Sometimes it proves productive to think about business in a new way. Scientists call these exercises "thought experiments." Even the toughest of the hardnosed businessmen find value, if only occasionally, in these flights of fancy. With that in mind, let me propose a somewhat unconventional way to look at coin-operated amusement machines.
One of the unique features of coin-op amusements is that they sometimes function as an amenity, while at other times they require their own amenities to attract customers. In other words, coin-op amusements traditionally provided added value to a venue, such as in the case of a pool table in a tavern or classic videogames in nightclubs. However, in more recent instances, as with a new generation of family entertainment centers, coin-op itself requires the added-value amenities of unique environment or availability of food and beverages to attract consumers. Coin-op is not unique in this respect. Other industries, such as the bar business, are similarly situated. An airport or hotel bar, which is an amenity, is quite a different thing in concept and function than a neighborhood tavern or nightclub that competes on the basis of value-adding amenities like jukeboxes, dart leagues or a professional DJ.
What brings this to mind is the recent trend toward aggressively adding value through amenities in all manner of consumer venues, from mid-price shopping malls to upscale clothing stores. At a time when it is possible to buy nearly anything online, savvy retailers are upping their games by offering experiences not available in the comfort of homes in front of computer screens. The same can be said for forward-thinking FECs, which increasingly seek to add sensory excitement for their guests.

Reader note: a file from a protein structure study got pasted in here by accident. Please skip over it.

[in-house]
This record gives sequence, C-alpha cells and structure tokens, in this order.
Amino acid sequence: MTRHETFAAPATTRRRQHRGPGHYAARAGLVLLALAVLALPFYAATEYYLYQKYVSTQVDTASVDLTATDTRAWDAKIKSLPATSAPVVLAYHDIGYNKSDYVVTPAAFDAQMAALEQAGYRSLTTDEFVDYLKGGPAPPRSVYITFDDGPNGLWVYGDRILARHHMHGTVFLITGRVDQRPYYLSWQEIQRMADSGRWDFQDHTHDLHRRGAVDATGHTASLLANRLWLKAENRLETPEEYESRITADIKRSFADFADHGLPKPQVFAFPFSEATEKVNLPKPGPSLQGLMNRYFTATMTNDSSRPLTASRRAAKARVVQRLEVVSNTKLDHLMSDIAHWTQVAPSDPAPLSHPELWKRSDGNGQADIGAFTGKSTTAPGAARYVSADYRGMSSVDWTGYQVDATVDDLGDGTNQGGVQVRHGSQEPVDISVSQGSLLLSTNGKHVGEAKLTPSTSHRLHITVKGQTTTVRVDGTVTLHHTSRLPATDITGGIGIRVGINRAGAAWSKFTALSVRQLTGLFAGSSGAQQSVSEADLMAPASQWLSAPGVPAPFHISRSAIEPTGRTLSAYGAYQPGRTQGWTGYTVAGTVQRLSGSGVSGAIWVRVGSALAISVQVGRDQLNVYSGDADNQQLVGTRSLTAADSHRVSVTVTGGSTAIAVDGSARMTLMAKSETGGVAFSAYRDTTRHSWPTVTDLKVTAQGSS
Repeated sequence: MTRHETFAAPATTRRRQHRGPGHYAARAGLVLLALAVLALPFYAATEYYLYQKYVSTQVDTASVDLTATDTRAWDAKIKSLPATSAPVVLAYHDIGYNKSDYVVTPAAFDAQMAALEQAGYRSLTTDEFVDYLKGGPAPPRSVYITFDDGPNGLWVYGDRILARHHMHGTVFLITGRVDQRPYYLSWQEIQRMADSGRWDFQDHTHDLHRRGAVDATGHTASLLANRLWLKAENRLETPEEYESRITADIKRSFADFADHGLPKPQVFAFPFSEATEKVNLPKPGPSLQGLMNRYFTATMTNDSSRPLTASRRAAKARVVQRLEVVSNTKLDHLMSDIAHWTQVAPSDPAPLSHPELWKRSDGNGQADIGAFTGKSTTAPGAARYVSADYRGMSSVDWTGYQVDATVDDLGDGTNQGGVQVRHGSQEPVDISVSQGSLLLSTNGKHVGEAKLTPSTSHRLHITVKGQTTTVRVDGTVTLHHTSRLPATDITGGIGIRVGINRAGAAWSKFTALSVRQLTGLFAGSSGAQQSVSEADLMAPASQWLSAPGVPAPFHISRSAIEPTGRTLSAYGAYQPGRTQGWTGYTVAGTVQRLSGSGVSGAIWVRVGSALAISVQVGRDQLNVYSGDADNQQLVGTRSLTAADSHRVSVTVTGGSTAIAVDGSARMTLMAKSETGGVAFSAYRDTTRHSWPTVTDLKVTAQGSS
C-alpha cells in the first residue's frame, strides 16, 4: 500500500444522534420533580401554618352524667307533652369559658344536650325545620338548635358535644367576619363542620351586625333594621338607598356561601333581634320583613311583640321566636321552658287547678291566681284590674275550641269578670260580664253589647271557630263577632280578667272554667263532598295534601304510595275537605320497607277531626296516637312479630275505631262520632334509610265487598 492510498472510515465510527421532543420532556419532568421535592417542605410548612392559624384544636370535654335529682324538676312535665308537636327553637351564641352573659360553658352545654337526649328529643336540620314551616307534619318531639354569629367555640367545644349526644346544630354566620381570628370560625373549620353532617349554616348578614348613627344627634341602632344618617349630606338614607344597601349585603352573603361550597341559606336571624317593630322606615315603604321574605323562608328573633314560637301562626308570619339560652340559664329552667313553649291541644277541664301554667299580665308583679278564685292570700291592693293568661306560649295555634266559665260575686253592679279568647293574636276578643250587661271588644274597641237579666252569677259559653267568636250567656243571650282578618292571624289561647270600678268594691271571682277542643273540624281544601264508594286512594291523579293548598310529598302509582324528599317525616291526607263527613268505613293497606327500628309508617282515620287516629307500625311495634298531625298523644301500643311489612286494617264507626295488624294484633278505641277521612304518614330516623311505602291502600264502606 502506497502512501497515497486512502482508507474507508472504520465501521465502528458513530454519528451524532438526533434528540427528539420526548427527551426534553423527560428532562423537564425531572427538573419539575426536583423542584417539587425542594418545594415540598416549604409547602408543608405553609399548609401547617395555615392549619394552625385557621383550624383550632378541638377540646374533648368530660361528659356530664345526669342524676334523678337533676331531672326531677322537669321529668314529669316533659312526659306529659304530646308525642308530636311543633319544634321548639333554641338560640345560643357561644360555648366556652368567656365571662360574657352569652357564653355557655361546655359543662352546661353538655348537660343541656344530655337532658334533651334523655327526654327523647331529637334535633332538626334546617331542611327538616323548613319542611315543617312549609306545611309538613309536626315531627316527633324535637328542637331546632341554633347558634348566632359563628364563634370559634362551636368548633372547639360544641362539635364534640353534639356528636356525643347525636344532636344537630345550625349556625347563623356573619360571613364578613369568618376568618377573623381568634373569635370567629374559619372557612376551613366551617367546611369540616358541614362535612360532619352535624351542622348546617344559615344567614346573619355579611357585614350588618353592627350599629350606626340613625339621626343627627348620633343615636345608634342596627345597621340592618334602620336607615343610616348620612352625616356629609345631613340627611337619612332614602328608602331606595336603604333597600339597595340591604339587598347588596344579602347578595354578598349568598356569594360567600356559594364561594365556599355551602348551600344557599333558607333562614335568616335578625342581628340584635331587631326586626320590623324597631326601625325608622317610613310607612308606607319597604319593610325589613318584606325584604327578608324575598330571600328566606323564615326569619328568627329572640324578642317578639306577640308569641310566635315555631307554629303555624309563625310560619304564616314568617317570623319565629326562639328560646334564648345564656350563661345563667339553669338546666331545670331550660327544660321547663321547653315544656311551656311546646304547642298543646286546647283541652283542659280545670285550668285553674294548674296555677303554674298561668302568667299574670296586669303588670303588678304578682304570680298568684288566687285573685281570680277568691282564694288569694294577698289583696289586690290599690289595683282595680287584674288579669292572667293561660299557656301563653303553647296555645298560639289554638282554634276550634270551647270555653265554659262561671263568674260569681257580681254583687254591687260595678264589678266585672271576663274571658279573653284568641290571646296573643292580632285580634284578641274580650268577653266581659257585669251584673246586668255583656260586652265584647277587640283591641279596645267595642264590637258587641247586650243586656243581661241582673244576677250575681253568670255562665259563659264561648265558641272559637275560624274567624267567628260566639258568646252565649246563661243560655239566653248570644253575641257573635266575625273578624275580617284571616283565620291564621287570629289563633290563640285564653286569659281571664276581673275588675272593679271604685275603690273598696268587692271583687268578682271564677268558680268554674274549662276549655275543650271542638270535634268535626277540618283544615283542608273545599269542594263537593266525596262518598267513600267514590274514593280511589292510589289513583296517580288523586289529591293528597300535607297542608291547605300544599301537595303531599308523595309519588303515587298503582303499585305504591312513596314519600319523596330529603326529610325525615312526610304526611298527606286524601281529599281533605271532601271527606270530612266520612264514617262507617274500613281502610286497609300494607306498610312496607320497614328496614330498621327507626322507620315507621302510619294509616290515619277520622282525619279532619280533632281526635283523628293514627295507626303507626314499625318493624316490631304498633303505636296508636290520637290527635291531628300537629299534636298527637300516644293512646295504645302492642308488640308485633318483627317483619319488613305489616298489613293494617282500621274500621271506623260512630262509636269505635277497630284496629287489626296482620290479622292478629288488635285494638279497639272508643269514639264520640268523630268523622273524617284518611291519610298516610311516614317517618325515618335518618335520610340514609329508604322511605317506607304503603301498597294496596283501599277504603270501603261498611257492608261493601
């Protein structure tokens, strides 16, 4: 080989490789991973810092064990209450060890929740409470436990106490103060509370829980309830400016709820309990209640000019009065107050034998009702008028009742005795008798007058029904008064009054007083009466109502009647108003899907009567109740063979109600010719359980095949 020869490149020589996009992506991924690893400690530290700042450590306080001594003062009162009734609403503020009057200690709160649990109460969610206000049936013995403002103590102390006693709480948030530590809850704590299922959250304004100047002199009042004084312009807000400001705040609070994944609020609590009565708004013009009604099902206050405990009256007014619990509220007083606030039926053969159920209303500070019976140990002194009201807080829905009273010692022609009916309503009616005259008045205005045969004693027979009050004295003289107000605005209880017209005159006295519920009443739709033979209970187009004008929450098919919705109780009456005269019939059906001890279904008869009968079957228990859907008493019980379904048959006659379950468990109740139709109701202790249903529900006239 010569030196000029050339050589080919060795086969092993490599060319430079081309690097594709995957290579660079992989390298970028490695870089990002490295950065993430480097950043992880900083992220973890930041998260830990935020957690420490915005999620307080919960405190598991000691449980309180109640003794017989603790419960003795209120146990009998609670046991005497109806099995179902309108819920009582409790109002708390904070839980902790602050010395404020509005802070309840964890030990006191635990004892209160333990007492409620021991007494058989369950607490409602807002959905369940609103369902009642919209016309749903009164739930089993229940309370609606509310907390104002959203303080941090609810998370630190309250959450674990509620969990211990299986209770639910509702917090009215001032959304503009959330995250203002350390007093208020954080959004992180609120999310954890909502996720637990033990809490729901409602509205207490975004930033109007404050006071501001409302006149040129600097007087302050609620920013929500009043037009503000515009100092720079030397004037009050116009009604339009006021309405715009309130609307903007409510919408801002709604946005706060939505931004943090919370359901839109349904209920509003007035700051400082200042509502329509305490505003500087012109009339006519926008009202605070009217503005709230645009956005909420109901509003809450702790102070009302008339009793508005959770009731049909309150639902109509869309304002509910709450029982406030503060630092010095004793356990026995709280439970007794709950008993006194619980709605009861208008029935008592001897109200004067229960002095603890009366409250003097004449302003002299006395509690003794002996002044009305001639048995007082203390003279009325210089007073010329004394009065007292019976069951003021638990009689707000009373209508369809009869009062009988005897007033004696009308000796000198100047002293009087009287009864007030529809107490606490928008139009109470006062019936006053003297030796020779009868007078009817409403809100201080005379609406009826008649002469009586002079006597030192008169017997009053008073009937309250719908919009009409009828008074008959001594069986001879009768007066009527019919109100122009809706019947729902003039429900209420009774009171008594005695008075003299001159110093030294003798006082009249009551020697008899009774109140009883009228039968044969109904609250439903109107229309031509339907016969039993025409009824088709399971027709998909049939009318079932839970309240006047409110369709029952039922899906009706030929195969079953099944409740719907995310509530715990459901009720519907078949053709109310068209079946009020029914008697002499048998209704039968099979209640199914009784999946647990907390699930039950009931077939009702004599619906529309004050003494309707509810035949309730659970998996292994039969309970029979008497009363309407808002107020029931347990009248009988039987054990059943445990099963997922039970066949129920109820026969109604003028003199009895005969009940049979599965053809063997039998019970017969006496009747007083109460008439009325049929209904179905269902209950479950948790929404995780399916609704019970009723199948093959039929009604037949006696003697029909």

In both instances, this is potentially good news for coin-op. However, it does require some creativity on the part of operators and careful thought about how to position a segment of the industry. Traditional coin-op sold itself on adding to a location's bottom line with the not insignificant side benefit of providing low-cost entertainment that kept patrons in the location. Income from a jukebox or pinball machine very often provided an appreciated profit center for the right bar or tavern. This is still the case in many instances across the country. However, by touting the nonmonetary, ancillary value added by a coin-op device or devices, changes the dynamic. For instance, a bank of four or five classic games in a tavern not only provides extra revenue, but offers a highly promotable attraction for that location.
The same case could be made for bulk vending. Generations of mothers know that the promise of a bulk-vended product for good behavior at the supermarket often works childcare magic. In this instance, bulk vending provides a very high-value amenity for customers. It should be noted that other categories of retailers have tried the same approach with varying degrees of success.
It all comes down to thinking a little differently about coin-op's function in a location. At a time when many potentially high-profit locations are eschewing jukeboxes in favor of alternative music delivery systems, and an enormous number of entertainment options are held in smartphones, new thinking may just be the key to survival. It is worth noting what Charles Darwin meant when wrote about the "survival of the fittest." He wasn't referencing the strongest, largest, fastest or even smartest. Darwin held a deep and abiding appreciation for the most adaptable. The same, I'd note, also holds true in business.